Food Prices Soar
Is it your imagination that the price of your favorite cereal has jumped to well above the $2.99 you had come to rely upon, or that your wallet feels limp after a trip to the grocery store? It’s not just you--world food prices have risen to near record heights according to a study by the UN’s Food and Agricultural Organization.
In recent years the agricultural terrain has fallen prey to random bouts of natural destruction, a phenomenon many would link to climate change. Weird weather patterns rumble across the earth’s landscape, precarious in aim and disastrous in scope. Argentinian droughts and Australian floods are just two examples of such disasters, forcing market prices for products to rise as resources are depleted. Particularly severe are the price peaks for sugar, meat and cereal. These fluctuations have already broken 2008 records, when riots broke out in Haiti and Cameroon.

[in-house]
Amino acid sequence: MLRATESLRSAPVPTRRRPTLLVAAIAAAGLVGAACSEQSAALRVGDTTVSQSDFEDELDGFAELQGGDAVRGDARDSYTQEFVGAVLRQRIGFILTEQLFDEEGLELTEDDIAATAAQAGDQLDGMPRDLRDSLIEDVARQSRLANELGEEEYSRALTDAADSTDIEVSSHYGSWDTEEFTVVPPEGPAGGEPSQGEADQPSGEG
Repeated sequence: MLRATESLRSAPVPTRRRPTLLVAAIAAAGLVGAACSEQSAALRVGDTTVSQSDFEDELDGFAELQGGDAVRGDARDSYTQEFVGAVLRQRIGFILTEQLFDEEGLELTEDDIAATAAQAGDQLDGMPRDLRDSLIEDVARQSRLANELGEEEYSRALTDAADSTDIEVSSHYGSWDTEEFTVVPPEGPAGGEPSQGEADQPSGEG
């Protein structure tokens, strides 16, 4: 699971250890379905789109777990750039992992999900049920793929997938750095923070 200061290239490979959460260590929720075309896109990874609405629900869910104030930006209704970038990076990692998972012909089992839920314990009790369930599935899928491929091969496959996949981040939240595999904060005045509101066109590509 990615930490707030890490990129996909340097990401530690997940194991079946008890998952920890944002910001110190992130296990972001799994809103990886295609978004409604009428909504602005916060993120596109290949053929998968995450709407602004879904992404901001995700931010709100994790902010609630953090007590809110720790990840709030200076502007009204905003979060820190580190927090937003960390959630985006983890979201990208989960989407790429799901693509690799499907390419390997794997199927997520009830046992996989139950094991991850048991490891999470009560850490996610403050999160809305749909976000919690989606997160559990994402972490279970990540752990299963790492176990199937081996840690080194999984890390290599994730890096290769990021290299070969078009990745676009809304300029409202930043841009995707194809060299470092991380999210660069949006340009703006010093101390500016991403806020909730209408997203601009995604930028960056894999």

This study represents the convergence of environmental and economic blows the planet has suffered in recent years, as resources become scarcer and the competition for resources grows fiercer. These price jumps will impact countries at every stage of economic development as well as contributing to overall inflation.
On a positive note, hopefully more people will see this as a lesson in conservation and realize that food, like money, does not arrive to us independent of our own efforts. When the supply is limited, it is up to us to meet that demand, by minimizing wastefulness, by buying locally, and by producing our own food through permaculture.
Image by Keith Bacongco on Flickr courtesy of Creative Commons Licensing.